recording of the inauguration, these remarks can be heard at 5:07.) It's hard to tell if Johnson was serious about his opposition to installing solar panels in North Bay. Earlier in his remarks, he told the audience that he and Council president Tom DePietro "receive a lotta shots." His comment about solar and North Bay may have been a humorous allusion to opposition from the Conservation Advisory Council to siting solar arrays on the capped landfill in North Bay. A week or so before the inauguration, Johnson and DePietro, as well as the rest of the Common Council, had received a communication from the CAC which read in part:
We, the members of the Conservation Advisory Council (CAC), are concerned about the fast tracking of an RFP for large-scale solar development on RC-zoned land in the North Bay. This includes the capped former Columbia County Landfill, a parcel whose disposition our charter specifically asks us to weigh in on.
In our most recent meeting with Commissioner of Public Works Peter Bujanow and Council President Tom DePietro, we expressed our resistance to this proposal without, at the very least, incorporation of long-sought recreational/conservation objectives. Our recommendation is to use, as a starting point, the Starr Whitehouse design for the Columbia Land Conservancy’s proposed North Bay Conservation and Recreation Area.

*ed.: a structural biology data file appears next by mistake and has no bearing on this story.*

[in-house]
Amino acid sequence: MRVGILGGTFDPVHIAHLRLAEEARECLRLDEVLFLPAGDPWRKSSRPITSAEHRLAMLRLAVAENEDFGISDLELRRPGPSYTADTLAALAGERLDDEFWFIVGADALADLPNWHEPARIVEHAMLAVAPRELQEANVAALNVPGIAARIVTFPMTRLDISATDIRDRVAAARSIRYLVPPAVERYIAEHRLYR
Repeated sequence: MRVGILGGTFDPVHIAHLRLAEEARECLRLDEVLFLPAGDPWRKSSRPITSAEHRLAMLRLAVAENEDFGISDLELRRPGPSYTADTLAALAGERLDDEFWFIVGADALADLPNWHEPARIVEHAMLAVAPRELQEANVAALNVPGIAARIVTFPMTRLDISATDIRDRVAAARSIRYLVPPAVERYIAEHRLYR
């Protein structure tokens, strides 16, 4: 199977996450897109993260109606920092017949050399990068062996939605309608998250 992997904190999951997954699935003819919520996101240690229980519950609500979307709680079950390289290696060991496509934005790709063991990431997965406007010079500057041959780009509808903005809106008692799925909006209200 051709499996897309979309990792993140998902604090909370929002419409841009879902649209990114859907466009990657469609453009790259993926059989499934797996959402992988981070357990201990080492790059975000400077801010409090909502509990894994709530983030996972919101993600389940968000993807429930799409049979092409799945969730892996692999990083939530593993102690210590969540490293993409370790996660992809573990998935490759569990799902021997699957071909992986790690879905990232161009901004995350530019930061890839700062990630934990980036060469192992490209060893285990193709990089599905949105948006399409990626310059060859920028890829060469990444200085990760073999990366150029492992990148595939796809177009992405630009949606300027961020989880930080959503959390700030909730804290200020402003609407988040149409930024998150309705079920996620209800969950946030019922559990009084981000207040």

If this land is to be part of this project, we strongly advise the Common Council to seek provisions that will benefit the city and its environment. These include protection of Hudson River viewshed and important grassland habitat, and incorporation of a long-sought trail system that will connect the City by foot to the Greenport Conservation Area. This trail will enable residents of the city to walk to one of the County’s most beautiful landscapes without needing a car; it would be a major recreational asset for the City, and achieving it is a matter of environmental justice.
It is particularly important to seek such benefits since the proposed solar development may, in fact, deliver few other significant advantages to the City of Hudson. The landfill—the part that interests developers most—is owned by the County, not the City, and the City would depend on the County’s largess for any share of revenues. As to lowering energy costs for our residents and businesses, as one of our members noted last week, the County already has plans for community solar development that would bring savings to all Columbia county residents, including residents of Hudson.
Given the lack of immediately identifiable benefits—and the loss of rare open space—the rush to an RFP on the part of the City is difficult to fathom. While we heartily support the development of renewable energy, we believe the City should be thoughtful about this proposal, and that the CAC should have the opportunity to consider features and design parameters that would achieve a balance between solar development, recreational amenities and habitat/open space.
The entire memo from the CAC, as well as a statement from CAC member Michael O'Hara, who chairs the Columbia County Environmental Management Council, regarding plans for community solar at the county level, can be found here.
Alternatives for hardscape siting of solar panels, as well as goals for the new year, will be topics of discussion at tonight's CAC meeting, which takes place at 6:00 p.m. Click here to join the Zoom meeting.